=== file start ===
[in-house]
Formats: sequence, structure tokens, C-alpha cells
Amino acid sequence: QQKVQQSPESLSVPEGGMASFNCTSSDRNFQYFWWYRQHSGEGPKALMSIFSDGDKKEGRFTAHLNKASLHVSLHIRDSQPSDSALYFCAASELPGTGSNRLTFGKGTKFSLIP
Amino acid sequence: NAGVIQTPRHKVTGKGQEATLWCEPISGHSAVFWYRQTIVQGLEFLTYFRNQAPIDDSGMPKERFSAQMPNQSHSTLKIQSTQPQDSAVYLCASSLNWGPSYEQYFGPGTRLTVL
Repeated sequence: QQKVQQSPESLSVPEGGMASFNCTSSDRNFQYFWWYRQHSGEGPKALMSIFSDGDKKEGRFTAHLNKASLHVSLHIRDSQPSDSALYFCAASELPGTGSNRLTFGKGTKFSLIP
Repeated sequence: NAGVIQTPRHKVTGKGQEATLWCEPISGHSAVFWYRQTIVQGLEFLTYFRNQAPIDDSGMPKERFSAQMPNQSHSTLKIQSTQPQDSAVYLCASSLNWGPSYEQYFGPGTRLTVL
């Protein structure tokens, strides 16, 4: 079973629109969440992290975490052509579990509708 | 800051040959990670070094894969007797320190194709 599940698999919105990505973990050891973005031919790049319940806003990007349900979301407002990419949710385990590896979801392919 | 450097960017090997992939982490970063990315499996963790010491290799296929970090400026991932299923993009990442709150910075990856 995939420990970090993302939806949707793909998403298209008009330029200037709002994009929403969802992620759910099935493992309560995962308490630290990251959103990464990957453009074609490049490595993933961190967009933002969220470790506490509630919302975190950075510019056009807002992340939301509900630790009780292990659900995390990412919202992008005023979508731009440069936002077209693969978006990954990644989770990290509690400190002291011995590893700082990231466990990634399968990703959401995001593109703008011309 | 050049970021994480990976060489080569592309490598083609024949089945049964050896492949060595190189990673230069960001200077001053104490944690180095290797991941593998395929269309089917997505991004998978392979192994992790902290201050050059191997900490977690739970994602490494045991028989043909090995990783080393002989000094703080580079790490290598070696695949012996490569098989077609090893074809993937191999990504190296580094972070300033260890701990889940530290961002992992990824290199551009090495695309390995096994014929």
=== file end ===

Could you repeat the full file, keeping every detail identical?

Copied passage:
[in-house]
Formats: sequence, structure tokens, C-alpha cells
Amino acid sequence: QQKVQQSPESLSVPEGGMASFNCTSSDRNFQYFWWYRQHSGEGPKALMSIFSDGDKKEGRFTAHLNKASLHVSLHIRDSQPSDSALYFCAASELPGTGSNRLTFGKGTKFSLIP
Amino acid sequence: NAGVIQTPRHKVTGKGQEATLWCEPISGHSAVFWYRQTIVQGLEFLTYFRNQAPIDDSGMPKERFSAQMPNQSHSTLKIQSTQPQDSAVYLCASSLNWGPSYEQYFGPGTRLTVL
Repeated sequence: QQKVQQSPESLSVPEGGMASFNCTSSDRNFQYFWWYRQHSGEGPKALMSIFSDGDKKEGRFTAHLNKASLHVSLHIRDSQPSDSALYFCAASELPGTGSNRLTFGKGTKFSLIP
Repeated sequence: NAGVIQTPRHKVTGKGQEATLWCEPISGHSAVFWYRQTIVQGLEFLTYFRNQAPIDDSGMPKERFSAQMPNQSHSTLKIQSTQPQDSAVYLCASSLNWGPSYEQYFGPGTRLTVL
């Protein structure tokens, strides 16, 4: 079973629109969440992290975490052509579990509708 | 800051040959990670070094894969007797320190194709 599940698999919105990505973990050891973005031919790049319940806003990007349900979301407002990419949710385990590896979801392919 | 450097960017090997992939982490970063990315499996963790010491290799296929970090400026991932299923993009990442709150910075990856 995939420990970090993302939806949707793909998403298209008009330029200037709002994009929403969802992620759910099935493992309560995962308490630290990251959103990464990957453009074609490049490595993933961190967009933002969220470790506490509630919302975190950075510019056009807002992340939301509900630790009780292990659900995390990412919202992008005023979508731009440069936002077209693969978006990954990644989770990290509690400190002291011995590893700082990231466990990634399968990703959401995001593109703008011309 | 050049970021994480990976060489080569592309490598083609024949089945049964050896492949060595190189990673230069960001200077001053104490944690180095290797991941593998395929269309089917997505991004998978392979192994992790902290201050050059191997900490977690739970994602490494045991028989043909090995990783080393002989000094703080580079790490290598070696695949012996490569098989077609090893074809993937191999990504190296580094972070300033260890701990889940530290961002992992990824290199551009090495695309390995096994014929």